I got started in precision rifle shooting when it was common logic that if you paid less than $50 for scope rings you shouldn’t expect to get much out of them. Thankfully, modern machining processes have improved to the point where that’s becoming less and less the case. Now I strongly advocate that you should buy the best equipment that you can afford but I also realize that in the real world we’re often working with tight budgets. Back in the spring, I found myself in this situation while looking for a set of rings that could live on a shelf until I needed them for rifle or scope reviews. I was trying to keep my spending to under $100 and that’s when I more or less stumbled across the UTG Pro POI rings while cruising the interwebs.
I know what a lot of you are probably thinking at this moment. The UTG brand is likely to elicit some pretty negative connotations about this product’s quality and origin. Don’t let that fool you though, the UTG Pro line is designed, manufactured, and assembled in Michigan and I can tell you that the quality is pretty amazing for the price.
Design and Construction
The first thing that I noticed about the rings is the surprising level of fit and finish. The ring caps have a slightly domed top with very clean lines that flow down perfectly to where it meets the main ring body. The sides of the ring caps and the edges of the main body have a radius so there are no sharp or uneven edges, lending to its good looks.
Both the main body and ring caps are made from 6061-T6 aluminum, a material that’s commonly used to make scope mounts because it is lightweight and strong. Lower quality aluminum rings will often have a keeper that’s made from the same material as the main body. On the Pro rings, this keeper is actually made from 4605 steel so there is steel on steel contact when you tighten down the cross bolt.
When fully tightened, the cross bolt and keeper sit almost flush with the main body of the scope rings. All of the fasteners also use the same T-25 bit so only one tool is needed to tighten everything down instead of having to switch between different bits.
The UTG Pro rings also have an integral recoil lug on the bottom of the ring to engage the rail slot and the cross-bolt threads directly into the main body.
Instead of using a Type-II anodized finish that is normally found on less expensive rings and bases, the Pro rings use a Type-III hard anodizing. Type-III hard anodizing penetrates deeper into the aluminum to create a very durable, abrasion-resistant finish. Type III anodizing is used throughout the firearms world on AR-15 receivers, tactical handguards, weapon lights, and optics. The matte black finish is very consistent and matched up well with the anodized finish on my Nightforce and Vortex scopes.
At the time of this writing, I’ve used these rings extensively on review rifles but before I ever dropped my scope into them I had to make sure they weren’t going to do more harm than good. To check this I attached both rings to the integral rail of a Performance Center TCR22 that I was reviewing. This ensured there would be a minimal amount of runout in the base that could affect the ring’s alignment. When I torqued the ring caps down to 18 in/lbs on my Wheeler alignment bars, the conical ends were lined up perfectly. This told me they were machined concentrically like a quality set of rings should be and they wouldn’t otherwise damage my scope.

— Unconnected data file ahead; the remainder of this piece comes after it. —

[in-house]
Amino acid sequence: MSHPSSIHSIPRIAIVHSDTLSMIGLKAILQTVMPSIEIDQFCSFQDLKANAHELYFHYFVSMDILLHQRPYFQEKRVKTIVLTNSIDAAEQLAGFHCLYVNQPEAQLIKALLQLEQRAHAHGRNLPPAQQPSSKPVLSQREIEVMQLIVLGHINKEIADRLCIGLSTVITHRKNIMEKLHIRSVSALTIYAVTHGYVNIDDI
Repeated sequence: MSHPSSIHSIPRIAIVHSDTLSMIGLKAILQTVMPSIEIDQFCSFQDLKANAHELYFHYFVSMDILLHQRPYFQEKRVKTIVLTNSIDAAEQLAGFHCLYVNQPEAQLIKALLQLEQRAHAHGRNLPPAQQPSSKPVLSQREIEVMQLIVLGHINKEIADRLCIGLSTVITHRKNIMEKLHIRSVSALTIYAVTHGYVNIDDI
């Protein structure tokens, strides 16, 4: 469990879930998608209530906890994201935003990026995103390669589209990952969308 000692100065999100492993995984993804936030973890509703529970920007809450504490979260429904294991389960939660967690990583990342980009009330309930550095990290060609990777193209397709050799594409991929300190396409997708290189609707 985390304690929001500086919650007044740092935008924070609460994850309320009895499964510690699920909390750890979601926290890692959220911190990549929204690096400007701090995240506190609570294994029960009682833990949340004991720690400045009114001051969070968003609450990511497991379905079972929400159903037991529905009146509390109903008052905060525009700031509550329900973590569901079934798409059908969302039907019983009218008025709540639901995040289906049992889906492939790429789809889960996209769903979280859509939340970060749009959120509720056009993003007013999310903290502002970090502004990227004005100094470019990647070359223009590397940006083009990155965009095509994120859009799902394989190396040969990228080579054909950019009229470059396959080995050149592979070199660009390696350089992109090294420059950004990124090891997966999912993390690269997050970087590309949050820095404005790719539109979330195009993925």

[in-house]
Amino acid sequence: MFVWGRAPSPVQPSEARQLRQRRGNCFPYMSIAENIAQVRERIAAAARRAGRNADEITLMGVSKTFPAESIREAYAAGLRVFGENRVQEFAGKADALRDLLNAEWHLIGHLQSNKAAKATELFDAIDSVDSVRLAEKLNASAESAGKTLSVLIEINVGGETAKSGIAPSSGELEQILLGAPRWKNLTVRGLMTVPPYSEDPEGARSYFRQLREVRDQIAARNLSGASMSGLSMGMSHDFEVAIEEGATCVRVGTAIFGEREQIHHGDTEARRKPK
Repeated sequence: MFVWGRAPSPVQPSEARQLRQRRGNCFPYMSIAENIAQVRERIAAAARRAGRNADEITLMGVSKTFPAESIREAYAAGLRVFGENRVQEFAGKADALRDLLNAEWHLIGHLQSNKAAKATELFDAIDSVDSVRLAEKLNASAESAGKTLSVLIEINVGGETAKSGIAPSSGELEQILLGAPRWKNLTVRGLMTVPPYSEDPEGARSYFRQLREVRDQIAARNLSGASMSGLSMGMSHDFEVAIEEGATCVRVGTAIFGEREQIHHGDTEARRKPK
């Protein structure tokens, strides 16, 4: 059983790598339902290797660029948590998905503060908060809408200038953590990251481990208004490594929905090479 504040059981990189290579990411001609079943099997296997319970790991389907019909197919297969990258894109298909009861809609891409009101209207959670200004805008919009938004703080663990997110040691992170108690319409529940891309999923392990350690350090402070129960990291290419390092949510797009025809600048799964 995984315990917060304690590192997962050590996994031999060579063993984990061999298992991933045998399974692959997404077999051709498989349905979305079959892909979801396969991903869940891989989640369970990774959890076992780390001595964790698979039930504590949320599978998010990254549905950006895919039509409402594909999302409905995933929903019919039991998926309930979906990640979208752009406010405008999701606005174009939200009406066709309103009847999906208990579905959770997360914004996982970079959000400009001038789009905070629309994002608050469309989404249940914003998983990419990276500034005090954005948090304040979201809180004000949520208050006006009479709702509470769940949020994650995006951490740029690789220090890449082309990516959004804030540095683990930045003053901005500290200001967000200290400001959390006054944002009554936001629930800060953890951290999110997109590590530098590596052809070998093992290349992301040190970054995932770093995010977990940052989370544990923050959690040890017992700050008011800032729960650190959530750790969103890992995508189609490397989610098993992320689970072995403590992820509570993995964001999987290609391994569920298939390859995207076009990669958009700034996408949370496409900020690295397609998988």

The wide footprint of the rings provides plenty of clamping force to keep the scope in place under recoil. Out of the hundreds of rounds fired, miles of getting bounced around in vehicles, and use on multiple rifles, if the scope was going to come loose I feel it would have by now. The smooth anodized finish and fine machining also contributed to the lack of any ring marks when I did finally take my Vortex scope out of the rings for examination. A quick wipe down with a rag and you would be hard-pressed to tell if the scope was ever mounted up at all.
The only downside that I can find with the rings is that they aren’t available in as low a height as some of its contemporaries. However, with so many rifles now coming with adjustable cheek rests and the easy availability of an aftermarket cheek riser I don’t see it as much of an issue.
The heights of the scope rings listed above are measured from the top of the Picatinny rail to the centerline of the scope when mounted. The height ranges should work out with most long-range rifle and optic combinations that are currently popular.
I’m not so foolhardy as to say that these rings are as good as the sets of Nightforce and Badger Ordnance rings that I have on my other optics. That being said, they are pretty good in most respects and they fulfilled their role very well. If you ignore the UTG branding for a moment, I believe you’ll see these rings for what they are, a quality piece of Made in the USA hardware that’s a very good value. As much as I‘d like to have Nightforce and Badger Ordnance gear on all of my optics, like a lot of people I simply can’t afford that. The UTG Pro rings offer a lot of bang for the buck for the shooting community at large.